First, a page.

The Guardian usually takes a pretty strong stand on the green side of environmental issues. Its editors lambast politicians the world over for failing to do more to curb greenhouse gasses or to promote renewable energy, and its reporters often push a green agenda.But now even the Guardian is signing on to the energy revolution narrative that Via Meadia has been following for some time, reporting that “cheap energy from shale will reshape America’s role in the world“:
It’s been dubbed “the homecoming”. After decades in which the hollowing out of American manufacturing has been chronicled in Bruce Springsteen’s blue-collar laments, cheap energy is being seen as the dawn of a new golden age for the world’s biggest economy. . . .If all the known shale gas resources were developed to their commercial potential in North America and other new fields, production could more than quadruple over the next two decades, and account for more than half of US natural gas production by the early 2030s, according to recent study by the Harvard Kennedy School Belfer Centre.Pennsylvania – where the first oil well was drilled in 1859 – produced about 30m cubic metres (1bn cubic ft) of natural gas in 2008. By 2010, the state was producing 11bn cubic metres, helping to put the US on course to be the world’s biggest supplier of oil and gas within a decade.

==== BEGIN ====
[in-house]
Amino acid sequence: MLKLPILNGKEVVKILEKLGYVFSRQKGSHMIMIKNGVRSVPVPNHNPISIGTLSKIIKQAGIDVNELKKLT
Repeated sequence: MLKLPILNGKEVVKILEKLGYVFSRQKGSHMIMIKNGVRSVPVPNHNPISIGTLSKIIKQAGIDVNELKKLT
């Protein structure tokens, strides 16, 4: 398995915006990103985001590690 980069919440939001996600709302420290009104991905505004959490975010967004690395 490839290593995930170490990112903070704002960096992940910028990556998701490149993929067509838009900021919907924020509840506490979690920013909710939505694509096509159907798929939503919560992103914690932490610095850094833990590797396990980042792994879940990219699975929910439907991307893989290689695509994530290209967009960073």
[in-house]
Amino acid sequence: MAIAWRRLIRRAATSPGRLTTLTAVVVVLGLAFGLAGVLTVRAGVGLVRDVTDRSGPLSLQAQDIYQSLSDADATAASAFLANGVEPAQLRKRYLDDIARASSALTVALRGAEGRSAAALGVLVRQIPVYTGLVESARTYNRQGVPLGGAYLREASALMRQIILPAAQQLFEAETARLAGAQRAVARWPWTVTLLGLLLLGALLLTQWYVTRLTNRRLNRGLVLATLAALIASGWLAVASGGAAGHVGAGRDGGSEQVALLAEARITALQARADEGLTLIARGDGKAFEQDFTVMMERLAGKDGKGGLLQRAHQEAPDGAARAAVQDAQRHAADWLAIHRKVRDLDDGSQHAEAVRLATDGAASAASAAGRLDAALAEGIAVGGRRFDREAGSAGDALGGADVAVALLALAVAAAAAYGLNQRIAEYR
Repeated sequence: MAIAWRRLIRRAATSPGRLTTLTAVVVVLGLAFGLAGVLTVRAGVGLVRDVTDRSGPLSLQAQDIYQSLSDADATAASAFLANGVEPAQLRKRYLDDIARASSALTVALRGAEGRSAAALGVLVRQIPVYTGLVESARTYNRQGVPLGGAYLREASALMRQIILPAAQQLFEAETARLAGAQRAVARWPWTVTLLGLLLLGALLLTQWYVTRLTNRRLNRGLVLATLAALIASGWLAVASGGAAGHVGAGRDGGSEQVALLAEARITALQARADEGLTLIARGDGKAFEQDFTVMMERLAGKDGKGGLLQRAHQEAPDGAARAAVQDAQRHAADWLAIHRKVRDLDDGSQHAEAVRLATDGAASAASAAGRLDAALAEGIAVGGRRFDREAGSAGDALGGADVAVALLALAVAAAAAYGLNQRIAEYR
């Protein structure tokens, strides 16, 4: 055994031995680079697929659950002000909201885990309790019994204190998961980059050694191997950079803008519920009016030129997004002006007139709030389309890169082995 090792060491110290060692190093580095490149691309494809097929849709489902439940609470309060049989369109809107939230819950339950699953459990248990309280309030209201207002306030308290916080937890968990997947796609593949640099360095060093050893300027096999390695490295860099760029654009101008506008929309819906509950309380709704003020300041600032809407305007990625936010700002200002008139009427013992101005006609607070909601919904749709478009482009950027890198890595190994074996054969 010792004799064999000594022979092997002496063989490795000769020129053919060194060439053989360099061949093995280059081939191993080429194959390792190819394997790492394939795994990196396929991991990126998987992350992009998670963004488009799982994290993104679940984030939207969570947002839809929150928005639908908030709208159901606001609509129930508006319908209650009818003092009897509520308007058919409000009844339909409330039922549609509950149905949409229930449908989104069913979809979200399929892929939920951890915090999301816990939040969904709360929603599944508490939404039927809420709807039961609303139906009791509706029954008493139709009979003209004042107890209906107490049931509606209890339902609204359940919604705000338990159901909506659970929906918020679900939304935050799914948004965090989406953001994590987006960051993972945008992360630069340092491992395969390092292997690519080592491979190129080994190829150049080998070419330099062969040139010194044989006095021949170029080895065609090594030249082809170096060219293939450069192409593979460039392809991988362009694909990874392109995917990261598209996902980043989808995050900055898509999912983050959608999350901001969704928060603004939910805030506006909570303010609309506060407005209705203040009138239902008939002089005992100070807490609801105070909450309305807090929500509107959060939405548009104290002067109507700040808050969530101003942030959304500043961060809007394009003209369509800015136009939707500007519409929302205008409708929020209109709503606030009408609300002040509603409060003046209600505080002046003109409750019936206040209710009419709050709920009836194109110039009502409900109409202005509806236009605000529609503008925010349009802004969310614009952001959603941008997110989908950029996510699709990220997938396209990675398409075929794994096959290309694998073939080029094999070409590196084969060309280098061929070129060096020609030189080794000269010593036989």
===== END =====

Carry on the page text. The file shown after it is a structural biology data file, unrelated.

The piece covers the geopolitical ramifications of the U.S. energy boom, which is already affecting the world’s current (soon to be former?) gas kings like Russia:
Russia is already feeling the direct impact of the new gas age. Development of its Shtokman field – believed to be one of the largest gas fields in the world – deep under the Barents Sea, has been shelved, because its intended customer, the US, now has its own home-grown source of natural gas. . . .Now, as more and more of the liquefied natural gas (LNG) formerly intended for the US finds its way on to the western market, the spot gas price is coming adrift of the oil price and the Europeans have new options, which will lessen their dependence on a single dominant seller.
We are seeing more and more analysts, politicians, and media outlets—even pro-green types like the Guardian—join the energy revolution bandwagon. Via Meadia will be watching.